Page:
Feeds

VIA Nano ultra-low power processor

Atom smasher?

Secure remote control for conventional and virtual desktops

The Atom left us unmoved despite its low price because the performance is none too great. We reckon the dual-core Atom could have some potential, but in the meantime we'd like Intel to combine its low-power CPU with a chipset that was younger and better than the i945G it's currently saddled with. And while Intel is giving Atom a workover, could it please sort out the silly heatsink on the chipset.

Atom may well be the natural competition for Nano, but heading into this review it seems to us that VIA has set the bar for comparison rather low.

VIA Nano under Vista

How Vista rate Nano: not good for graphics
Click for full-size image

VIA makes a number of claims about Nano - codenamed 'Isiah' - to whet our appetite. For starters; the chip's pin-to-pin compatible with the C7 series of CPUs, which is the sort of thing that will please motherboard manufacturers. Atom is a new design.

Nano has 64-bit, superscalar architecture and can handle out-of-order instructions. According to VIA, Atom can’t do any of those things so it’s worth pointing out that Intel lists drivers for the D945GCLF Atom motherboard for Windows XP x64 along with 32-bit XP and 32-bit Vista.

Other nuggets of information about Nano obscure and inform in equal measure. For instance, there is a dual-core Isaiah on the roadmap, but we don’t know when it's due to be released. We do know that a shift to 45nm is planned for H2 2009, and you might well expect that the dual-core changeover will happen at the same time, but that’s pure speculation on our part. Either way, we’re looking at a full year and that’s a long, long time to wait.

Providing a secure and efficient Helpdesk

More from The Register

next story
TEEN RAMPAGE: Kids in iPhone 6 'Will it bend' YouTube 'prank'
iPhones bent in Norwich? As if the place wasn't weird enough
George Clooney, WikiLeaks' lawyer wife hand out burner phones to wedding guests
Day 4: 'News'-papers STILL rammed with Clooney nuptials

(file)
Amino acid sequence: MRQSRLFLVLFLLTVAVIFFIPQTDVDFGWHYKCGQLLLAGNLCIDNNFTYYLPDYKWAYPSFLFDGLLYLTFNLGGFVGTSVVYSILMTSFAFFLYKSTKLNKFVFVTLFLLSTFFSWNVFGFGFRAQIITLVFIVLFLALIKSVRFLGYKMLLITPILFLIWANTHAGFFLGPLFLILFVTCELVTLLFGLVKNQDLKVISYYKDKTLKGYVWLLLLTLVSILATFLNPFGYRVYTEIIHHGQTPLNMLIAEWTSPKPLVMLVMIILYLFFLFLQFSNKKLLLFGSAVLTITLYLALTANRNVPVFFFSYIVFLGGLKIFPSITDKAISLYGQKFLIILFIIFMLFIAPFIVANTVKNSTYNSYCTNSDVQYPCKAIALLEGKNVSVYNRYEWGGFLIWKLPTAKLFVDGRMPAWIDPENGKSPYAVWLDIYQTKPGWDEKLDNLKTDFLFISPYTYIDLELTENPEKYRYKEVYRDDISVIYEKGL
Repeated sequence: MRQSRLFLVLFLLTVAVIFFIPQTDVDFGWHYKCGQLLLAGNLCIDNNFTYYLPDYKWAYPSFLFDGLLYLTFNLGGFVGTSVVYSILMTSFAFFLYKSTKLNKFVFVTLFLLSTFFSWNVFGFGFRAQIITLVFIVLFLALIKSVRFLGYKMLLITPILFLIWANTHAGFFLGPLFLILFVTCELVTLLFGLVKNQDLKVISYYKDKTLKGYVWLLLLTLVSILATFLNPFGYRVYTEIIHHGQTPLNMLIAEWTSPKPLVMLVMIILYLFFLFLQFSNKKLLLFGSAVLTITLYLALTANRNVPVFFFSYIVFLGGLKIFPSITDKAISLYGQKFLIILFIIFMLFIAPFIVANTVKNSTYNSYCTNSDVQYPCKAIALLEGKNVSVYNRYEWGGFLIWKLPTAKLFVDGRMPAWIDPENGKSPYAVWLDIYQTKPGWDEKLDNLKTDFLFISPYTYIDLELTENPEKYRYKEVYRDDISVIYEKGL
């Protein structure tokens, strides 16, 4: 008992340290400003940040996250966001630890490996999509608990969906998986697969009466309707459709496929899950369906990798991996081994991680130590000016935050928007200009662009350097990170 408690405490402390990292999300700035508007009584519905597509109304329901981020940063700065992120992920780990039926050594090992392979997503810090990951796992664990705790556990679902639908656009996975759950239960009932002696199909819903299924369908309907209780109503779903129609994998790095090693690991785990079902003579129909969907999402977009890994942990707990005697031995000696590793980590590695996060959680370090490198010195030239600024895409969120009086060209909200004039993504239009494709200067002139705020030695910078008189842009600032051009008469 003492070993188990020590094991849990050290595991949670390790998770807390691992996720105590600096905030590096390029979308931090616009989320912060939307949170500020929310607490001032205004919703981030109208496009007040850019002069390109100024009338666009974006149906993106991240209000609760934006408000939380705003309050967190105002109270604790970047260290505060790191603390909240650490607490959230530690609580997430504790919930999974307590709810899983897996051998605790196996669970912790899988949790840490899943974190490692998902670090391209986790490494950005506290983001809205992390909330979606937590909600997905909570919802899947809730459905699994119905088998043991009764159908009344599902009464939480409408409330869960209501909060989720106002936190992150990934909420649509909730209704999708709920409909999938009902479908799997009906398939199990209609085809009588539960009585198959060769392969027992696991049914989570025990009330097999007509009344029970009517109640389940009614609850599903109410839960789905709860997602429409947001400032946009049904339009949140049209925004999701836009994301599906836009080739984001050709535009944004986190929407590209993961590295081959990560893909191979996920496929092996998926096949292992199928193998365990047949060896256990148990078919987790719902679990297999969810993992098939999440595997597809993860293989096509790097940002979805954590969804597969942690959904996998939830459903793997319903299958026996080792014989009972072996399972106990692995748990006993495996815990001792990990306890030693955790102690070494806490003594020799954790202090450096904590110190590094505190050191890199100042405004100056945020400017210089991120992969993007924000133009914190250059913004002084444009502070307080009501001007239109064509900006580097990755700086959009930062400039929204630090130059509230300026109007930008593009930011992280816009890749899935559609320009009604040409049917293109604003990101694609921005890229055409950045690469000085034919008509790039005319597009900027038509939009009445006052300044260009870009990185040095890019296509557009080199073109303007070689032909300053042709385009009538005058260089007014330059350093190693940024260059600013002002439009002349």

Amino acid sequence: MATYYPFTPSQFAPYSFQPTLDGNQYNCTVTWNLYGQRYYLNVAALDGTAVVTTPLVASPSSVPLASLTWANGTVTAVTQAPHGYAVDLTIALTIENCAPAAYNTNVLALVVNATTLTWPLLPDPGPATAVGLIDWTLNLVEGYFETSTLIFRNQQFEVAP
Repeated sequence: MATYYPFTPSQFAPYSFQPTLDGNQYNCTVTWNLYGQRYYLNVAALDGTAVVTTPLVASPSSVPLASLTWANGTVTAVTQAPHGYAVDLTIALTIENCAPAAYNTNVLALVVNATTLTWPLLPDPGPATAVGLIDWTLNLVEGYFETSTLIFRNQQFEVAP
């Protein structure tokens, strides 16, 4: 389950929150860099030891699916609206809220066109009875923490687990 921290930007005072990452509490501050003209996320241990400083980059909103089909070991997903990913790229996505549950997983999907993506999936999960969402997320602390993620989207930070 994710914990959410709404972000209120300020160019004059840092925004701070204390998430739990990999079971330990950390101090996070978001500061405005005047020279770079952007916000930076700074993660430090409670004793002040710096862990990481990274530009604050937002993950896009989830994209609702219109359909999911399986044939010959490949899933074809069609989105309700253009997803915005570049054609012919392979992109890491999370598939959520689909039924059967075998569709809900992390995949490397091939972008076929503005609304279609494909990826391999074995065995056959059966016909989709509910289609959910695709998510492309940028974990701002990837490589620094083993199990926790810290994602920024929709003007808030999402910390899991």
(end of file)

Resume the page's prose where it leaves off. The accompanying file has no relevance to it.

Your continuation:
iPAD-FONDLING fanboi sparks SECURITY ALERT at Sydney airport
Breaches screening rules cos Apple SCREEN ROOLZ, ok?
Crouching tiger, FAST ASLEEP dragon: Smugglers can't shift iPhone 6s
China's grey market reports 'sluggish' sales of Apple mobe
Apple's new iPhone 6 vulnerable to last year's TouchID fingerprint hack
But unsophisticated thieves need not attempt this trick
The British Museum plonks digital bricks on world of Minecraft
Institution confirms it's cool with joining the blocky universe
prev story

Whitepapers

Forging a new future with identity relationship management
Learn about ForgeRock's next generation IRM platform and how it is designed to empower CEOS's and enterprises to engage with consumers.
Storage capacity and performance optimization at Mizuno USA
Mizuno USA turn to Tegile storage technology to solve both their SAN and backup issues.
The next step in data security
With recent increased privacy concerns and computers becoming more powerful, the chance of hackers being able to crack smaller-sized RSA keys increases.
Security for virtualized datacentres
Legacy security solutions are inefficient due to the architectural differences between physical and virtual environments.
A strategic approach to identity relationship management
ForgeRock commissioned Forrester to evaluate companies’ IAM practices and requirements when it comes to customer-facing scenarios versus employee-facing ones.